Sarsour, Mallory leave Women's March

3 co-founders of Women's March at the center of anti-Semitism controversies step down from board.

Josefin Dolsten/JTA,

Linda Sarsour at BET's Social Awards
Linda Sarsour at BET's Social Awards
Marcus Ingram/Getty Images for BET

Three of the organizers of the Women’s March have stepped down from its board.

Co-chairs Linda Sarsour, Tamika Mallory and Bob Bland left in July, The Washington Post reported Monday. In a news release, the Women’s March said they “will transition off of the Women’s March Board and onto other projects focused on advocacy within their respective organizations.”

The three women, along with co-chair Carmen Perez, had been at the center of a controversy over allegations that they failed to condemn and in some cases fostered anti-Semitism in the movement. Perez is remaining in her position.

The website still had the photos and titles of the three co-chairs through this week, when the Women’s March announced the board turnover.

The group has chosen 17 women, including three who are Jewish, to serve as board members, and they will elect new leaders, according to the Post. Among them are Rabbi Tamara Cohen, the chief of program strategy at Moving Traditions, and Ginna Green, the chief strategy officer at Bend the Arc.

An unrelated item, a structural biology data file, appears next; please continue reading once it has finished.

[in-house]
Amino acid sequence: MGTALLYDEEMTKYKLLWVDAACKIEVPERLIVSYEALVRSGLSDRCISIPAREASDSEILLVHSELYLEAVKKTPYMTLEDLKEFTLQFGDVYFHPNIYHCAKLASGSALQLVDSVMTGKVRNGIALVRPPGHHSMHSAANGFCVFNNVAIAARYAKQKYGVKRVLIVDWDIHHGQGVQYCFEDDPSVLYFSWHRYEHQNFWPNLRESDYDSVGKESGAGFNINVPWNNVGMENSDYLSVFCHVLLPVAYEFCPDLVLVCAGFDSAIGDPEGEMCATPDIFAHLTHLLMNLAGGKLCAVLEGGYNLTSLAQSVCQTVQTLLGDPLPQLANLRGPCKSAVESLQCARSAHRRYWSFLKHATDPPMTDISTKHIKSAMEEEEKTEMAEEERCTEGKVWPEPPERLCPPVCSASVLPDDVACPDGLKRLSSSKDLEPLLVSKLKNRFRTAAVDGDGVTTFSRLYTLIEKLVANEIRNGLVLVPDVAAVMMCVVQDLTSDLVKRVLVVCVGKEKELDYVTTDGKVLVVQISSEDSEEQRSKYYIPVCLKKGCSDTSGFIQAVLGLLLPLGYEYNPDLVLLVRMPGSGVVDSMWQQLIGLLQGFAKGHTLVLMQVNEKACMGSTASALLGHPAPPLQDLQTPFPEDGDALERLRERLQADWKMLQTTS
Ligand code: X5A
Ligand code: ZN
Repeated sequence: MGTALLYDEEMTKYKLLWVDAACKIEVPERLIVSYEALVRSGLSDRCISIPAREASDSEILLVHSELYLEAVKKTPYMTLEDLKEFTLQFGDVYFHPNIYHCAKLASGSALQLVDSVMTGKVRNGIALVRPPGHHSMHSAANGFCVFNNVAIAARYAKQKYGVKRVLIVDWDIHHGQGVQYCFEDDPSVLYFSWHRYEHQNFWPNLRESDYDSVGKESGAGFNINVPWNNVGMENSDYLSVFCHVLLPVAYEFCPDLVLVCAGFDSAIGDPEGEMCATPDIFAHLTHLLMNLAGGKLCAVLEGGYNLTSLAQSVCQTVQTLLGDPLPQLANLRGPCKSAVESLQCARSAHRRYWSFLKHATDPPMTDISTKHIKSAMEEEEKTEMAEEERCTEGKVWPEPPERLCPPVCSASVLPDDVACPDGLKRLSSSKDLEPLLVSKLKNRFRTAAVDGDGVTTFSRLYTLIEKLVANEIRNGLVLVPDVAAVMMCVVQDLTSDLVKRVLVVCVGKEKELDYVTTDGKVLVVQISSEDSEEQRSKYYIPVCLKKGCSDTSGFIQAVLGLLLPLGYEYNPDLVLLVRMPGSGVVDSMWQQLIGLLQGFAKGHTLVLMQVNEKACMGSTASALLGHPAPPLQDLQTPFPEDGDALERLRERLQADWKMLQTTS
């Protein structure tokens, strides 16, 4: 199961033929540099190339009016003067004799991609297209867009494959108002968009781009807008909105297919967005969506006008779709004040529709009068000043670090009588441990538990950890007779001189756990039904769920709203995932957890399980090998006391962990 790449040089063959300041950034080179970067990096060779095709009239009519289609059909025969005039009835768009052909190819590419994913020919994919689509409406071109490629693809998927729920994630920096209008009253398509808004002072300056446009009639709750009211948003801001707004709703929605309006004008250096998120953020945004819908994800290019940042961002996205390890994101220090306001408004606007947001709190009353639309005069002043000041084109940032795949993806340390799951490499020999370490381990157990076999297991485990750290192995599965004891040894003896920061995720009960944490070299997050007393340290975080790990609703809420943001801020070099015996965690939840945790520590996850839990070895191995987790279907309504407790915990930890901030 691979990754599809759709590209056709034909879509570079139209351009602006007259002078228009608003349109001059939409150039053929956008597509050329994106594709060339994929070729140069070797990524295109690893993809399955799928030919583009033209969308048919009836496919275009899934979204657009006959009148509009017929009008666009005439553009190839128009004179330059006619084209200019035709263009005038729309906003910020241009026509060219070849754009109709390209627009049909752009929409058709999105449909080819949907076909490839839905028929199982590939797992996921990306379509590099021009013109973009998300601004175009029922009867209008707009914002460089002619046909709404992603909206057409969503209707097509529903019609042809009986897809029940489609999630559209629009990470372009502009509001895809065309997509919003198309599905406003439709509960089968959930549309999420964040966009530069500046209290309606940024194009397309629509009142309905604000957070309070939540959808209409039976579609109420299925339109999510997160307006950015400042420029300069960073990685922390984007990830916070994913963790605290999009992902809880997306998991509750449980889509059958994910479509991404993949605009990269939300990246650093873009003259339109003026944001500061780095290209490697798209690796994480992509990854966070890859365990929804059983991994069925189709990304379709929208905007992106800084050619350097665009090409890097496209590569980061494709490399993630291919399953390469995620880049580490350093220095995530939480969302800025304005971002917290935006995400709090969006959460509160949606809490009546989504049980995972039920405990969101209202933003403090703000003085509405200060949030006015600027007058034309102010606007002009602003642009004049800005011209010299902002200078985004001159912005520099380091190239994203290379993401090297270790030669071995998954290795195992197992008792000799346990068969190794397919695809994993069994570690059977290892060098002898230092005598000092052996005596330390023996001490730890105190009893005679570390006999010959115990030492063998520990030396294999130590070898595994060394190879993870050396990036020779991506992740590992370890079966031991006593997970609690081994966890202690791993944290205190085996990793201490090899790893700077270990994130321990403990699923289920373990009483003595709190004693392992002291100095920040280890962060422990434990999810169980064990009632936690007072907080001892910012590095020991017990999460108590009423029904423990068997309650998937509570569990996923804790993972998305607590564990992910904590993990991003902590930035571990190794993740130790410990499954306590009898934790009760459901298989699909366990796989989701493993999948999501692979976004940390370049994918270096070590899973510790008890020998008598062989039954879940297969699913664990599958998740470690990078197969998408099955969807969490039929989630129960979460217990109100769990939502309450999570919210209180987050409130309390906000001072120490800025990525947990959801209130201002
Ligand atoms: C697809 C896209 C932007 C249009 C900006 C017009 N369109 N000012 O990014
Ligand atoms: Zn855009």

The accusations date back to Mallory’s ties to and refusal to disavow Nation of Islam leader Louis Farrakhan, who has a long history of making anti-Semitic comments. An article in Tablet last year also alleged that Mallory and Perez made anti-Jewish comments at planning meetings. Sarsour, who is Palestinian American, has made statements implying that feminism and Zionism are incompatible.

Prominent activists and Jewish leaders have criticized the co-chairs for their actions, while others have defended them. Some local chapters, many of which are not affiliated with the national group, have also distanced themselves from Sarsour, Mallory and Bland.

The march was founded as a protest against President Donald Trump’s election in 2016. Millions of women, and men, marched at the inaugural event in 2017, making it the largest one-day protest in U.S. history.




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